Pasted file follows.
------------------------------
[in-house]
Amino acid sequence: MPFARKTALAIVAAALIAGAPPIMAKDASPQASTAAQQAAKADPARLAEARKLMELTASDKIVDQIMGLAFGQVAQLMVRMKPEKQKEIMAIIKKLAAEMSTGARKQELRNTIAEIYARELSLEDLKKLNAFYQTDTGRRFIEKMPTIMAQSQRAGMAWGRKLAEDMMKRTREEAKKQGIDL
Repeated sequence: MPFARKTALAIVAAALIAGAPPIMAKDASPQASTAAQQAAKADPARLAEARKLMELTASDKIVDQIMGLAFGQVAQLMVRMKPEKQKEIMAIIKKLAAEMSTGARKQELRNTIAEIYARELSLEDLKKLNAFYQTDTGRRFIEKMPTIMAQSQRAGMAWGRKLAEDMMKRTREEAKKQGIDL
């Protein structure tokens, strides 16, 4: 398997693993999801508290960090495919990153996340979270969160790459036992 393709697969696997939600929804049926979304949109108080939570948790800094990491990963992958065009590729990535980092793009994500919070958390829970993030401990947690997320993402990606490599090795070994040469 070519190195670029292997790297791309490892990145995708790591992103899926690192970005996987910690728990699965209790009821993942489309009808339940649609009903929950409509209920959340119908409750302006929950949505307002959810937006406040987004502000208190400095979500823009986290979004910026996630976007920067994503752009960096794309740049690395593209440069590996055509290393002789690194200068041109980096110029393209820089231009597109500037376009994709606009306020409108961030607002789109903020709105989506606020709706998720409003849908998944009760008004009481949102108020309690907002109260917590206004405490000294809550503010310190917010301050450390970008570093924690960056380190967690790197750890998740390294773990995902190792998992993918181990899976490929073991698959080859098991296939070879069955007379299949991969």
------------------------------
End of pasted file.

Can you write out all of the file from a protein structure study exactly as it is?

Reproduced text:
[in-house]
Amino acid sequence: MPFARKTALAIVAAALIAGAPPIMAKDASPQASTAAQQAAKADPARLAEARKLMELTASDKIVDQIMGLAFGQVAQLMVRMKPEKQKEIMAIIKKLAAEMSTGARKQELRNTIAEIYARELSLEDLKKLNAFYQTDTGRRFIEKMPTIMAQSQRAGMAWGRKLAEDMMKRTREEAKKQGIDL
Repeated sequence: MPFARKTALAIVAAALIAGAPPIMAKDASPQASTAAQQAAKADPARLAEARKLMELTASDKIVDQIMGLAFGQVAQLMVRMKPEKQKEIMAIIKKLAAEMSTGARKQELRNTIAEIYARELSLEDLKKLNAFYQTDTGRRFIEKMPTIMAQSQRAGMAWGRKLAEDMMKRTREEAKKQGIDL
């Protein structure tokens, strides 16, 4: 398997693993999801508290960090495919990153996340979270969160790459036992 393709697969696997939600929804049926979304949109108080939570948790800094990491990963992958065009590729990535980092793009994500919070958390829970993030401990947690997320993402990606490599090795070994040469 070519190195670029292997790297791309490892990145995708790591992103899926690192970005996987910690728990699965209790009821993942489309009808339940649609009903929950409509209920959340119908409750302006929950949505307002959810937006406040987004502000208190400095979500823009986290979004910026996630976007920067994503752009960096794309740049690395593209440069590996055509290393002789690194200068041109980096110029393209820089231009597109500037376009994709606009306020409108961030607002789109903020709105989506606020709706998720409003849908998944009760008004009481949102108020309690907002109260917590206004405490000294809550503010310190917010301050450390970008570093924690960056380190967690790197750890998740390294773990995902190792998992993918181990899976490929073991698959080859098991296939070879069955007379299949991969």